Black tea – traditional English breakfast tea – is derived from the same plant as green tea, Camellia sinensis, but has a different taste and appearance because it is fermented. Black tea is generally stronger in flavor and contains more caffeine than the more lightly oxidized teas. Tea is chemically very complex, with many different ingredients. Ingredients such as catechins, polyphenols, flavonoids and amino acids have been found to have effects on neurotransmitters in the brain.
Black tea from China can be sweet or spicy, with a hint of chocolate or the sweet fragrance of orchids. In Chinese and culturally influenced languages, black tea is known as red tea (Mandarin Chinese hóngchá; Japanese kocha; Korean hongcha), perhaps a more accurate description of the color of the liquid. In Chinese, black tea is a commonly used classification for Pu-erh tea. However, in the western world, “red tea” more commonly refers to South African rooibos tisane.
Scented and spiced teas are made from black tea. “Scented teas look just like any other tea,” says FDA chemist and tea expert Robert Dick, “because the scent is more or less sprayed on. They’re flavored with just about anything–peach, vanilla, cherry. The spiced teas, on the other hand, usually contain pieces of spices–cinnamon or nutmeg or orange or lemon peel–so you can see there’s something in there.”
While green tea usually loses its flavor within a year, black tea retains its flavor for several years. For this reason, it has long been an article of trade, and compressed bricks of black tea even served as a form of de facto currency in Mongolia, Tibet and Siberia into the 19th century.
Recent research findings have reported that drinking black tea, the kind typically used to make American iced tea, improves the body’s defenses and quickens the response to outside bacteria and viruses. Green tea carries the powerful antioxidant “epigallocatechin-3 gallate” or easier said “EGCG.” EGCG is a defense component considered extremely beneficial for one’s health perhaps even more powerful than vitamins C or E in protecting the body from detriment.
To relieve stress :
Daily cups of tea can help you recover more quickly from the stresses of everyday life, according to a study by UCL (University College London) researchers and evidence shows that black tea has an effect on stress hormone levels in the body. UCL researchers also found (Oct. 4, 2006) that blood platelet activation – linked to blood clotting and the risk of heart attacks – was lower in the tea drinkers, and that this group reported a greater degree of relaxation in the recovery period after the task.
As heart healthy :
According to a study; published in the Journal of the American Heart Association, which finds that tea consumption is associated with an increased rate of survival following a heart attack. The greatest benefits of tea consumption have been found among patients who already have cardiovascular disease. The key to this protection appears to lie with a group of antioxidants known as flavonoids, which are plentiful in both black and green tea. In addition, another study found that drinking black tea improved endothelial function – the ability of the blood vessels to relax – in cardiac patients. Finally, its flavonoids contain may have an anti-clotting effect.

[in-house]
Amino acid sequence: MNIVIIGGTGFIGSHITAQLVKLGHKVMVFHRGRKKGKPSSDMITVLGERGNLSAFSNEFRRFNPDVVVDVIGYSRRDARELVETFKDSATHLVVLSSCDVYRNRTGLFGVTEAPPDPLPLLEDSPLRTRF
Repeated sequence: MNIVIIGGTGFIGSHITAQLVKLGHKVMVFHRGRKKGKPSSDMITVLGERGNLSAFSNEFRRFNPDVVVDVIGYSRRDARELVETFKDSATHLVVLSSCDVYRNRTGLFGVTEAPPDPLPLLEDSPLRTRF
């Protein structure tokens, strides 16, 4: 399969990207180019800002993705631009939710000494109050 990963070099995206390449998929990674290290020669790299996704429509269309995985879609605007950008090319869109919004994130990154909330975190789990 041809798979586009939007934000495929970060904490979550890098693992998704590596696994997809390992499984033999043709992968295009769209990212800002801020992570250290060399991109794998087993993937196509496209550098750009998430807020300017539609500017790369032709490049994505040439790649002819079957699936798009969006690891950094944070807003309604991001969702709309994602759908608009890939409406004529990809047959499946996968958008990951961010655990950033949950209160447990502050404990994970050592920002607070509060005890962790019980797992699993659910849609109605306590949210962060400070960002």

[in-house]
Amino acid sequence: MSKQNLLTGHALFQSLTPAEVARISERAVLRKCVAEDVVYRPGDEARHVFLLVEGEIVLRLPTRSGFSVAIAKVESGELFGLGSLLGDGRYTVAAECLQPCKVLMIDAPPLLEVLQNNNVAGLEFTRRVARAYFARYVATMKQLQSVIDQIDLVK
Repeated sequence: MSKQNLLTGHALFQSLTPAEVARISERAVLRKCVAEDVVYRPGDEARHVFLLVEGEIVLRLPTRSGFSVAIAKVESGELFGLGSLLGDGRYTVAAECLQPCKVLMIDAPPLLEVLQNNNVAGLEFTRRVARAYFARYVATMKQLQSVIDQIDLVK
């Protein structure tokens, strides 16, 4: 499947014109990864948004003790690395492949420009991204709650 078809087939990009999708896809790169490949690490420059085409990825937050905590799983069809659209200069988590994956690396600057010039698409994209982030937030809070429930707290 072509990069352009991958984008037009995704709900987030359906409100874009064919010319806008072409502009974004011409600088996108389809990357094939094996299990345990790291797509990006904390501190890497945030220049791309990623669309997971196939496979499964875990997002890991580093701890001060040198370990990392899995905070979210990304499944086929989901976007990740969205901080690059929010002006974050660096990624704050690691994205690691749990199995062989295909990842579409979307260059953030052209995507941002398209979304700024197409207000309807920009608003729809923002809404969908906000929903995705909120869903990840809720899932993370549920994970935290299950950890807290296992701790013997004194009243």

Green and black tea can lower human cholesterol levels. A study, in China, is the first to show that tea can affect cholesterol levels in humans, after previous studies on animals and shown that daily extracts of the teas can reduce cholesterol by up to 16 per cent.
A small, six-month, randomized clinical trial Study of Black Tea and Cardiovascular Risk Factors; recorded at American Heart Journal in October 2007 have yielded mixed results on the effects of tea on cardiovascular risk factors. The researchers believe their study is the longest such trial conducted to date, but concluded that confirmation of the effects of black tea on cardiovascular risk will require larger and longer studies in more diverse populations.
A study of over 3,000 adults in Saudi Arabia – where black tea is favored over green – found that regular consumption of the dark brew can reduce the risk of coronary heart disease by fifty percent.
For oral health :
A group of researchers from the University of Illinois College of Dentistry believe that black tea and its components benefit oral health by interfering with the harmful plaque bacteria in the mouth that cause gum disease and cavities. They found that compounds in black tea were capable of killing or suppressing growth and acid production of cavity-causing bacteria in dental plaque. Black tea also affects the bacterial enzyme glucosyltranferase which is responsible for converting sugars into the sticky matrix material that plaque uses to adhere to teeth. In addition, certain plaque bacteria, upon exposure to black tea, lost their ability to form the clumpy aggregates with other bacteria in plaque, thereby reducing the total mass of the dental plaque.
Chicago College of Dentistry study showed that people who rinsed their mouths with black tea multiple times a day had less plaque buildup than those who rinsed with water. “Polyphenols in tea suppress the bacterial enzyme that triggers plaque accumulation. Drinking tea a few times a day could have the same effect.
To reduce toxicity following radiotherapy and cancer risk :
The University of California in Los Angeles, USA, and colleagues from the University of Freiburg, Germany; published in the open access journal BMC Medicine found that tea extracts reduce the duration of skin toxicity following radiotherapy by 5 to 10 days. Green tea extracts are more effective than black tea extracts in some patients. Pajonk et al. also show that tea extracts reduce the release of pro-inflammatory cytokines, such as IL-1beta, IL-6, IL-8, TNFalpha and PGE2, in human white blood cells in culture, with green tea having higher anti-inflammatory properties than black tea. Both black tea and green tea inhibit one major inflammatory pathway in mouse white blood cells due to the anti-inflammatory properties of tea.